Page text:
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Intel Corp. Wireless Power System Improvement

- Su-Field Analysis Application


This case study represents a real world application of TRIZ in the personal electronics space.  In 2010 Intel Labs in Seattle Washington requested consultation for the purpose of improving the effectiveness of their operational wireless power system.  This case study will discuss the background to, and the boundary conditions of, the study as well as the problem modeling and solution generation tools utilized in the project.  More specifically, the case study will show how Su-Field modeling can be extracted from a system Functional Model and demonstrated how the resulting Standard Inventive Solution application can created a term structured roadmap of solution concepts. 


Dave Conley 2David Conley received his BS of Nuclear Engineering from Texas A&M University and his Masters of Finance from the University of New Mexico. As an US Air Force Officer he performed plasma physics and space nuclear propulsion research and served at Los Alamos and Brookhaven National Laboratories and on NASA’s Nuclear Safety Review Panel. His private sector experience includes Johnson and Johnson, Philips Semiconductor and Intel Corporation. Employed at Intel Corporation from 1995 until 2012 David held a variety of engineering and management roles including the Chair of the Technology Manufacturing Group’s Theory of Inventive Problem Solving (TRIZ) program and was also the President of Intel’s International TRIZ Association Corporate Chapter. David is now a private consultant in the discipline of systematic innovation providing training and project support for clients worldwide. Certified as a Level 4 TRIZ Specialist by the International TRIZ Association (MATRIZ), David’s contributions to the field of systematic innovation include: technical, business and computational system development, improvement and problem solving, methodology development and training, program integration and serving on the Executive Board and the Certification Committee of the US based Altshuller Institute for TRIZ Studies. Further, he has executed TRIZ analyses and projects across a wide variety of industries and disciplines and has supported the execution of hundreds of student problems associated with his TRIZ training sessions. David has broad international business and engineering experience and lives in New Mexico, USA with his wife and three sons.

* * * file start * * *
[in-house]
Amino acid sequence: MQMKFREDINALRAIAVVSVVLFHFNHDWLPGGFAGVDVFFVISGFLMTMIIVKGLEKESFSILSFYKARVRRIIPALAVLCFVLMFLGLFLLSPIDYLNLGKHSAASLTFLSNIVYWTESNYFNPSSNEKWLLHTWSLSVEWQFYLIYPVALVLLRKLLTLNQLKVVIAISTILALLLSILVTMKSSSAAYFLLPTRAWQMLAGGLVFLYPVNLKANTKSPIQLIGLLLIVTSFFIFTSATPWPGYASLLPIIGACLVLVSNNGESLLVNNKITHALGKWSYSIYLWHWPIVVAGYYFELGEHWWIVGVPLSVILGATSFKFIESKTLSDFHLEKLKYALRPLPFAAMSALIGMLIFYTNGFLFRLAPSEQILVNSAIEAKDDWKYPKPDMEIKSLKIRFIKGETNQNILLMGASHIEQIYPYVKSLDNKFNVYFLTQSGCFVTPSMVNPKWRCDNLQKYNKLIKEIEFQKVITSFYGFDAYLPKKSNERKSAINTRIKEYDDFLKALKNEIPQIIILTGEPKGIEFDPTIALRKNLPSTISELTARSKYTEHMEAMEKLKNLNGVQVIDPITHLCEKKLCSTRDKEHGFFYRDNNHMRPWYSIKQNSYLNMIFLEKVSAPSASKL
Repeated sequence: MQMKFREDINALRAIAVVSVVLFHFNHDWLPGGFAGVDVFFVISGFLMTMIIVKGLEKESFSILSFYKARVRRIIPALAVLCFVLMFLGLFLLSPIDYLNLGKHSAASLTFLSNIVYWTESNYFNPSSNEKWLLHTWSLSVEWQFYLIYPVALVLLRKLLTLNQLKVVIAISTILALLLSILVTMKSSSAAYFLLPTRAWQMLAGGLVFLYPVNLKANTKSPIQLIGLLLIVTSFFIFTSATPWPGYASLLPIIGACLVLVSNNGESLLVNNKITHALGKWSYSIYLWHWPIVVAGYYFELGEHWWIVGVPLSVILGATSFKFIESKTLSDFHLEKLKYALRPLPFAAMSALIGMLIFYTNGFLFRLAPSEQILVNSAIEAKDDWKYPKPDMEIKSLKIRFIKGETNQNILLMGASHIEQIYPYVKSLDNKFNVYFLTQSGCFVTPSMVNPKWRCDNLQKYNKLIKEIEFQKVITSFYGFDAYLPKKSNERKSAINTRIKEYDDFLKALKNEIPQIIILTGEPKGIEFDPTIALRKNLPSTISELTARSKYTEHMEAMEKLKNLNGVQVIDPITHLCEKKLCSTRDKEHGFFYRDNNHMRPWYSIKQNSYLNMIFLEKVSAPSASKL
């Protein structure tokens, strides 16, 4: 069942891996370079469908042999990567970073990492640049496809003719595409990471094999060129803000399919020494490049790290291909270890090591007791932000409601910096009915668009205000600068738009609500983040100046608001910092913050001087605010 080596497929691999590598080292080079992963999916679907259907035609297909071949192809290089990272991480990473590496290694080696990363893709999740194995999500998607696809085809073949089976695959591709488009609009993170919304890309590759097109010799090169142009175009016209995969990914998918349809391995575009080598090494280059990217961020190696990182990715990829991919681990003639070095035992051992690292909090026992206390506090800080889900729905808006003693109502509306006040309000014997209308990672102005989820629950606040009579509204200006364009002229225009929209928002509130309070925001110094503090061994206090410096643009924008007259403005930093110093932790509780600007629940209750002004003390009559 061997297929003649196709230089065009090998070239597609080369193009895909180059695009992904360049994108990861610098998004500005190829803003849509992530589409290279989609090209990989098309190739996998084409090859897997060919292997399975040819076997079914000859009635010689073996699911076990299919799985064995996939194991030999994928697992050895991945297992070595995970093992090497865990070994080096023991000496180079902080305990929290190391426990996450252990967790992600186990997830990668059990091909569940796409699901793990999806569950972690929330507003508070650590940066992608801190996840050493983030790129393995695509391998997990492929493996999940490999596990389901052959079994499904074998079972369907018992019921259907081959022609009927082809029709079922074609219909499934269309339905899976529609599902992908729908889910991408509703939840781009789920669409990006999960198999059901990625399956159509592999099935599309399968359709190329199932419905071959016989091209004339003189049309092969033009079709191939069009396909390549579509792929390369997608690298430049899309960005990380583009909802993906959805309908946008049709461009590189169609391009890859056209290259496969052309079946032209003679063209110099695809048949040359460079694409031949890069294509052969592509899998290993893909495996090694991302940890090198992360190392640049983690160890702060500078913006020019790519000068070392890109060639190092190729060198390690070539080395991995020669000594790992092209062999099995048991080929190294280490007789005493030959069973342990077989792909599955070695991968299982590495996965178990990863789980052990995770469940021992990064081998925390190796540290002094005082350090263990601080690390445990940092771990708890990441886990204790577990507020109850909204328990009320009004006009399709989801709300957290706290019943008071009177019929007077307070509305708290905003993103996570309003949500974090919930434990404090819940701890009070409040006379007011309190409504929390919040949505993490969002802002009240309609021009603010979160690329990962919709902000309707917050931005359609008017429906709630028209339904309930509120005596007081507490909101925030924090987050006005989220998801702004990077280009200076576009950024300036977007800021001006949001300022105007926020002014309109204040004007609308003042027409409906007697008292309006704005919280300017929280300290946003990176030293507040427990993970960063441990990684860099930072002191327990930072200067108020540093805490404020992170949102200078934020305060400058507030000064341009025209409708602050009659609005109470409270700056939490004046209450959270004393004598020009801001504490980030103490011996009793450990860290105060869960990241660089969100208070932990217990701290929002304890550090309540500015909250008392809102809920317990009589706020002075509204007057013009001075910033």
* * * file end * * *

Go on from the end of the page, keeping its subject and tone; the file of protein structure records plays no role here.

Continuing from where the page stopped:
Inside TRIZ

Quantifying the TRIZ Levels of Invention

Inside TRIZ


navneet bhushanQuantifying the TRIZ Levels of Invention

A tool to estimate the strength and life of a Patent

TRIZ (Theory of Inventive Problem Solving) classifies inventions into five novelty levels. At level 1 are slight modifications of the existing systems.  At level 2 are those inventions that resolve a system conflict or contradiction using usually inventive solution or inventive principle used to solve similar problems in other systems.    At level 3, the inventions change one subsystem or resolve the system conflicts in a fundamental way. At level 4, the invention gives birth to new systems using interdisciplinary approaches. The level 5 inventions are closer to a recently discovered scientific phenomenon. See article for a complete discussion.



TRIZ Features

Alexander Selutsky

TRIZ Feature

Alexander Selyutsky - a key figure in the history of TRIZ!

Alexander Selyutsky

Selyutsky Alexander Borisovich was born April 6, 1933 to an intelligent Jewish family residing in Leningrad. During the World War II the plant where his father was working was evacuated to the Urals, and the family (the parents and Alexander) moved to Chelyabinsk. Here, Alexander graduated from high school. He wanted to go to a military school, but didn’t pass vision test and entered the Chelyabinsk Polytechnic Institute. In his first year he was forced to learn boxing (because of frequent anti-Semitic attacks) and became a Komsomol activist.

After graduation, he was sent to Petrozavodsk Onega tractor plant, where he worked as a designer. He continued leading a very active social life, organized and led voluntary militia patrolling the streets of the city because the situation was very criminal. In the search for more satisfying work he became interested in patenting, completed appropriate courses and became a patent agent.

In 1960, Alexander married Dolly Naumovna Audleys, and had a daughter Alla in 1961. The same year G.S Altshuller published a book " “Learn how to invent"[1] . After reading this book in 1965 Selyutsky wrote a letter to Altshuller. This letter started their acquaintance by correspondence. Since then, Alexander became one of the most dedicated Altshuller’s disciples and an active promoter of the emerging new science.

They finally met in 1968 in Dzintary (near Riga), at the seminar organized by the Central Board of VOIR (state leading inventors’ and innovators’ society) that invited Altshuller and several of his associates. It was the first time that Alexander and others got a chance to work under the direct guidance of Altshuller and to learn from him. Later, in 1983, Alexander participated as one of the instructors in the seminar conducted by G.S. Altshuller in Moscow at the Institute for continuous education for chemical and petroleum industries.

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